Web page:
Mammalian gene regulation is often mediated by distal enhancer elements. Despite this, mechanistic investigations of correlated expression have thus far been focused on proximal promoter regions, mainly because distal enhancers are not known for a vast majority of genes. However, distal enhancers of co-regulated genes are likely to have correlated activity.
Materials and methods
Using P300-bound regions as putative enhancers  and using cell-type-specific DNAse hypersensitivity (HS) at these enhancers as an operational definition of enhancer activity, here we perform a detailed investigation of enhancer activity correlation across 15 cell types, followed by analysis of mechanistic underpinnings and functional consequences of correlated enhancer activity. We initially identify pairs of highly correlated enhancers from the same (cis) and from different chromosomes, after accounting for HS autocorrelation affecting cis-pairs. Using non-parametric tests and controlling for dependencies, highly correlated pairs are compared with background pairs for: enrichment of co-occurring binding motifs; for correlated gene expression across the 15 cell samples sourced for HS data; for shared gene function; for evidence of interactions between shared enhancer-binding transcription factors (TFs) and chromatin-modifying enzymes; and for Hi-C evidence of pair co-localization. The relationship between correlated enhancers now established, we conclude by scaling this pairs perspective to the building and validating of an enhancer network.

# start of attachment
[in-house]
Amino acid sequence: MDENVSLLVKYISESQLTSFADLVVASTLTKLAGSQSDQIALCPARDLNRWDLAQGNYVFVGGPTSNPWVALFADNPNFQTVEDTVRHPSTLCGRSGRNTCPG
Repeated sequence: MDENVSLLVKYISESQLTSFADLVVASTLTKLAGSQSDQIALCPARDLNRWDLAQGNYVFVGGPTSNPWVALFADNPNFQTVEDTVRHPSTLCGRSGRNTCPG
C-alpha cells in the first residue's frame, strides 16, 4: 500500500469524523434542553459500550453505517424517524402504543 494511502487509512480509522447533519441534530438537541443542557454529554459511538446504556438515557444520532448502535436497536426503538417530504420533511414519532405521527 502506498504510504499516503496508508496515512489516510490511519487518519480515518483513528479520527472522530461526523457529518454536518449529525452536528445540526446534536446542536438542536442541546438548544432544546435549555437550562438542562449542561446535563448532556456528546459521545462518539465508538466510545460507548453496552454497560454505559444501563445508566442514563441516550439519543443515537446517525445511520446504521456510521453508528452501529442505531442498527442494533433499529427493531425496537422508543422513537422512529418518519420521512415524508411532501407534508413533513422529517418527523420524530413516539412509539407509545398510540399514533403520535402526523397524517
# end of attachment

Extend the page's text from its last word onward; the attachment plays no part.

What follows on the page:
We find that correlated enhancers tend to share common TF-binding motifs, and that several chromatin modification enzymes preferentially interact with these TFs. We show that we can predict correlated enhancers with 73% accuracy based only on the presence of shared motifs for specific TFs. Also, genes near correlated enhancers have correlated expression and share common function. Correlated enhancers coincide with spatially proximal genomic regions assayed by Hi-C in two different cell types. Finally we construct an enhancer network based on shared motifs and correlated activity, and show its high overlap with biological processes and pathways.
Overall, our analysis suggests that functionally linked genes may be co-regulated by distal enhancers whose activities are regulated by common sets of TFs and mediated by both 3D chromatin structure as well as chromatin modification enzymes. Our work represents the first investigation of enhancer networks based on correlated activity across multiple cell types.